• Laurence Wiseman of Potomac, Md., will receive the Legacy Award for his lifetime work on conservation issues as president of the American Forest Foundation. Through Wiseman’s leadership, the American Forest Foundation set the bar for excellence in forest conservation, wildlife and watershed protection and environmental education. The Foundation’s Project Learning Tree is a highly respected and widely used environmental education program throughout the country. More than 25,000 educators attend workshops every year to discover new ways to help young people think critically about environmental issues. The Foundation also began the American Tree Farm System, which is the largest internationally recognized certification system for small forests. Today, Wiseman continues to support conservation issues as chairman of the U.S. Forest Service’s National Urban and Community Forestry Advisory Council.
  • The Progressive Group of Insurance Companies and T-Mobile USA will receive the 2010 Promise to the Earth Award, which recognizes sustained commitment and leadership by a corporation that partners with the Arbor Day Foundation on special projects. Progressive has teamed up with the Arbor Day Foundation since 2007 to plant trees in our nation’s forests. To raise awareness of its paperless program, Progressive offered to plant a tree for every customer who opted to receive policy information electronically. Progressive contributed $1 to the Foundation to plant a tree in the customer’s honor. The results were tremendous, with 1.5 million customers making the switch resulting in 1.5 million trees being planted in forests that were in urgent need of replanting. While Progressive’s tree planting campaign has wrapped up, it continues to offer discounts where available to customers who choose to go paperless. In addition, Progressive celebrated its 70th anniversary by planting 70 trees in each of the six cities that serve as home to one of the company’s call centers. Progressive employees took part in the tree-planting events, which were held in city parks. In 2009, T-Mobile raised its commitment to the Earth to a new level by planting more than 1 million trees through a partnership with the Arbor Day Foundation. Through the company’s “T-Mobile Plant-A-Tree Project, T-Mobile has encouraged customers to switch to electronic statements. For each customer who made the switch, T-Mobile made a donation to the Foundation to plant a tree. During the last year, T-Mobile funded more than 1 million trees, which were distributed to residents in areas that were devastated by Hurricane Katrina and planted in Tiger Bay and John M. Bethea State Forests in Florida, Hiawatha National Forest in Michigan and the San Bernardino National Forest in California.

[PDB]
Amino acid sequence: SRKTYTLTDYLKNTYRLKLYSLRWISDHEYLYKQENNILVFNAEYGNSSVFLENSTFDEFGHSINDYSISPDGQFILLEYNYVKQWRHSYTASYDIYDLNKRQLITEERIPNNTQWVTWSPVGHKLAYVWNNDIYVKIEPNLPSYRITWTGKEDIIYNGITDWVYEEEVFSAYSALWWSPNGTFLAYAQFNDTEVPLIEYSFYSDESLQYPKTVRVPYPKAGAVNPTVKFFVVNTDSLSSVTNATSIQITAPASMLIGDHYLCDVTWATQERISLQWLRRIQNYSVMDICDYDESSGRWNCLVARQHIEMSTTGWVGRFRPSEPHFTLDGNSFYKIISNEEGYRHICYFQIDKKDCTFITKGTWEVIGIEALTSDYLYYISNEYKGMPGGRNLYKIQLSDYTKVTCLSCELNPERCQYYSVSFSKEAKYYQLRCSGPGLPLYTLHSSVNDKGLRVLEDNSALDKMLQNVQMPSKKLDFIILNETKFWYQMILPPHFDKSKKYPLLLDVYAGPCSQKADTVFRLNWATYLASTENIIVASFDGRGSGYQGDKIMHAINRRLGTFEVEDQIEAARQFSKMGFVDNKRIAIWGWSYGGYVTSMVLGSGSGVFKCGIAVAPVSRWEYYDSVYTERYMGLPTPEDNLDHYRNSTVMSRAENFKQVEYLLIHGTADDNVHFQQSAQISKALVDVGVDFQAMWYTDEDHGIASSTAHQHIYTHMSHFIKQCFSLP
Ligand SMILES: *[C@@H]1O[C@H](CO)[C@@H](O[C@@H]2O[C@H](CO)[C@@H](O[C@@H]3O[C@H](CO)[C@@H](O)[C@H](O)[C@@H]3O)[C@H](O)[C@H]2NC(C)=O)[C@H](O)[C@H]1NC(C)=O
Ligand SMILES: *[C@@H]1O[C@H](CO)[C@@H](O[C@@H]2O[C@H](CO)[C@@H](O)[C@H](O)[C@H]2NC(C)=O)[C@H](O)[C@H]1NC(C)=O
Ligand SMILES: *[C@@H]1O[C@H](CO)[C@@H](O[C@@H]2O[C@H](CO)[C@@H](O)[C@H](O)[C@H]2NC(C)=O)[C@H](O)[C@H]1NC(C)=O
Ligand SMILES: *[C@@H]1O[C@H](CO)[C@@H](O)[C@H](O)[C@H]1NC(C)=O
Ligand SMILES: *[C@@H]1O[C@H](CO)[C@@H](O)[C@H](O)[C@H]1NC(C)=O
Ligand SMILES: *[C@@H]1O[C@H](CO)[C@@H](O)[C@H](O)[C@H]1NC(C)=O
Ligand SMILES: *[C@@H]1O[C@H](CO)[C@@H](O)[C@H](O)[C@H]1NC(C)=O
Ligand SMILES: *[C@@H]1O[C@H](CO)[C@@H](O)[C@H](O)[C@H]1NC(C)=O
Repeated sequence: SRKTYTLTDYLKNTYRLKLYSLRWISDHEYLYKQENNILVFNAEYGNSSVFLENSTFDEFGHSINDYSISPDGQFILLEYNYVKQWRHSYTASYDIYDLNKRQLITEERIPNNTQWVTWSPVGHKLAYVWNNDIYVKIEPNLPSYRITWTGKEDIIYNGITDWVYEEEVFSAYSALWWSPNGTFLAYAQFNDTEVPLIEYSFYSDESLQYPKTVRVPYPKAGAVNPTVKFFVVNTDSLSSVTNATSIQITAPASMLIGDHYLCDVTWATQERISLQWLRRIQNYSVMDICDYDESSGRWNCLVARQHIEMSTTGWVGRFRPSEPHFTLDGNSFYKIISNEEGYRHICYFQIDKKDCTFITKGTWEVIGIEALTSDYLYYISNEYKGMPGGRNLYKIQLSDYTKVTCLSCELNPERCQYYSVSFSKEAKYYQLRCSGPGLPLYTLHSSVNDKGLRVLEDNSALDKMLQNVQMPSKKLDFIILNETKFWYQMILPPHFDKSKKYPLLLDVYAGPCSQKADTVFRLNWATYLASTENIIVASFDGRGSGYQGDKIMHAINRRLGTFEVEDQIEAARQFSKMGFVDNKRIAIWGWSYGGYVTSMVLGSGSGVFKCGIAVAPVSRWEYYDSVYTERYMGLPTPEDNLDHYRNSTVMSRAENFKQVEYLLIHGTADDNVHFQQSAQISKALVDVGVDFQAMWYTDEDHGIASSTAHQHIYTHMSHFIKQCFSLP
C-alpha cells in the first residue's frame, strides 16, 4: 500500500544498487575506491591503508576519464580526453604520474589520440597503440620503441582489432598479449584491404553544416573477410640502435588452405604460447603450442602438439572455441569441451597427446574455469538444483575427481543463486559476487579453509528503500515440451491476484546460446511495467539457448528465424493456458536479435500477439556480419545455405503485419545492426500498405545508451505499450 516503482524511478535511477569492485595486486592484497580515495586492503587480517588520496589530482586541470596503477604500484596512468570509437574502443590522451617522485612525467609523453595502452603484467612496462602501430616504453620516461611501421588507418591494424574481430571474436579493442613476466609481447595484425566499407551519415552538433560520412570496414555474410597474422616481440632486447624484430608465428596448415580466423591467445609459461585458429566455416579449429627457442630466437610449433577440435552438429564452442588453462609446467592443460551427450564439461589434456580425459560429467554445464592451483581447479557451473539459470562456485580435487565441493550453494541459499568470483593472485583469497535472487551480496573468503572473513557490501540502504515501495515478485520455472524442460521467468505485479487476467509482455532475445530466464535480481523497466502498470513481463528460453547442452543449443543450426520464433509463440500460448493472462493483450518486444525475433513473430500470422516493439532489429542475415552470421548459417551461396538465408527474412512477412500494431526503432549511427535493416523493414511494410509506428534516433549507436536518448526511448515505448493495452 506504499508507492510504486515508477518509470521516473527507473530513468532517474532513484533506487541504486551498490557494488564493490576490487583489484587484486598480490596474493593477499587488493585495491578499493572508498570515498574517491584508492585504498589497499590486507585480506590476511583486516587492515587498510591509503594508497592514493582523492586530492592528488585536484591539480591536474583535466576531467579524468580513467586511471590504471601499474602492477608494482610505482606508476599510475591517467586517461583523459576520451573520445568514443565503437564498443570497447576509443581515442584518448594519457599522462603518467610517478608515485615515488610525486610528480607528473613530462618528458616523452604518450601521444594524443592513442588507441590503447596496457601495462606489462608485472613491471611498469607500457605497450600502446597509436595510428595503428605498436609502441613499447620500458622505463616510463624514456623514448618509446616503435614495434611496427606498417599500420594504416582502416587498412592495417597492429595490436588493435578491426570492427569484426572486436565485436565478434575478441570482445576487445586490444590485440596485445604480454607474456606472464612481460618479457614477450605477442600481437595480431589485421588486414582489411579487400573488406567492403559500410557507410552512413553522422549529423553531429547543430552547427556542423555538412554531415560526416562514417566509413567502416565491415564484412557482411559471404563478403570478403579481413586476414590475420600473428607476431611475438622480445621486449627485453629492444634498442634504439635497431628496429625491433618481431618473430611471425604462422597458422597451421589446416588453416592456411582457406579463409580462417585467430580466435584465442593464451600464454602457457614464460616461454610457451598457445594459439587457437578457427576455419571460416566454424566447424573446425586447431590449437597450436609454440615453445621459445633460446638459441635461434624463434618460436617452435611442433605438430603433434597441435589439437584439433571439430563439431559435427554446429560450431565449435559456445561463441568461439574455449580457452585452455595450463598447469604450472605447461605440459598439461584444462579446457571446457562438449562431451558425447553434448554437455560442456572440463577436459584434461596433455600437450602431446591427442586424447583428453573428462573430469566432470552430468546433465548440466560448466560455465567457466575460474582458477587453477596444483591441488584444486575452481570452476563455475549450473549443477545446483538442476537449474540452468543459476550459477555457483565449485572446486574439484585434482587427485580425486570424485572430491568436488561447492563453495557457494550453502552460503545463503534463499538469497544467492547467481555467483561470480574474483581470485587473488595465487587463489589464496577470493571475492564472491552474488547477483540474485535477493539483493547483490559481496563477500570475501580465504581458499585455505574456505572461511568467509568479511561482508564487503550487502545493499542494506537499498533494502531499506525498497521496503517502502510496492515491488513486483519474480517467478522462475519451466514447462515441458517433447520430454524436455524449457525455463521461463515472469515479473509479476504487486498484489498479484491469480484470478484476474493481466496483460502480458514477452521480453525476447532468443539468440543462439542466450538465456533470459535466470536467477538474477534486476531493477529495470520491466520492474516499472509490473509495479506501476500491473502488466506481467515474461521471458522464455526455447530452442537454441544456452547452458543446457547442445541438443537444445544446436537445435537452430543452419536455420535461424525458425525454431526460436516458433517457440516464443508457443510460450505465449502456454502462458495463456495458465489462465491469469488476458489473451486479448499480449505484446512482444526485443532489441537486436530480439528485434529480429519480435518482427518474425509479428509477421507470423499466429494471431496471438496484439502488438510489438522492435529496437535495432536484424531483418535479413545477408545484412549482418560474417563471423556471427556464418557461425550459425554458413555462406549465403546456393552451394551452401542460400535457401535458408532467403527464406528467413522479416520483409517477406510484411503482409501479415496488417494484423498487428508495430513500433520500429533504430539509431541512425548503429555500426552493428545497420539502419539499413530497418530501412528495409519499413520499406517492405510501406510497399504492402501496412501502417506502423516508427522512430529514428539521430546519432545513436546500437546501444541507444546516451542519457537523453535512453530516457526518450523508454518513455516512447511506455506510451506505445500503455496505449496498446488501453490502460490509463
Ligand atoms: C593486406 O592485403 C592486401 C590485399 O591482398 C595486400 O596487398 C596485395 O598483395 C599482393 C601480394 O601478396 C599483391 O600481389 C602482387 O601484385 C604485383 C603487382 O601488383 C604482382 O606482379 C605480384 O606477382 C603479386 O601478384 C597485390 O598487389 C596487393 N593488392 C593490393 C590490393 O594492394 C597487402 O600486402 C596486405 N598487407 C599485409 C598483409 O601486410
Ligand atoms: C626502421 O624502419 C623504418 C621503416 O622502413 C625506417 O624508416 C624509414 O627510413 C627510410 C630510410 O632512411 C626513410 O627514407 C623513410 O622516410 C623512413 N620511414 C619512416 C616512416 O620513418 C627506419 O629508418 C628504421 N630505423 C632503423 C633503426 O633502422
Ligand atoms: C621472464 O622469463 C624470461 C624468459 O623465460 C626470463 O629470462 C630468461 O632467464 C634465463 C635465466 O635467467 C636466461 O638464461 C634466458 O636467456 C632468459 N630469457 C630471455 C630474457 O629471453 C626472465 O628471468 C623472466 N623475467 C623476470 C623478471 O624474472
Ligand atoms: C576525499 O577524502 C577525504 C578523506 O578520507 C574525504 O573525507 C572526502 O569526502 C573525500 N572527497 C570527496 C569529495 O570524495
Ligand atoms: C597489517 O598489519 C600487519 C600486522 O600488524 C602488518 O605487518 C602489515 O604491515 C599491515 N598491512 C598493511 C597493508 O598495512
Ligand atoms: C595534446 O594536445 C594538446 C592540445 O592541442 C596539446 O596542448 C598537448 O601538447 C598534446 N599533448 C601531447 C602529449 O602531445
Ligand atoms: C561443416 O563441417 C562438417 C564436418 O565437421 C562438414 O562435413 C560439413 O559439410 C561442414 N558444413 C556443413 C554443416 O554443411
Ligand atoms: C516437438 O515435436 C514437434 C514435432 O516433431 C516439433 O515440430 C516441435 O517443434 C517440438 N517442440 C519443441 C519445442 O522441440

• Past winners of Arbor Day Awards include Wangari Maathai, who also won a Nobel Peace Prize; Chicago Mayor Richard Daley; Stewart Udall, former U.S. Secretary of the Interior; veteran journalist Bill Kurtis; Enterprise Rent-A-Car; and the Walt Disney Company.

Jan 272010

By Harriet Blake

Mary Kay – home of the pink Cadillac and many things pink — is going green.

Mary Kay headquarters in Addison, near Dallas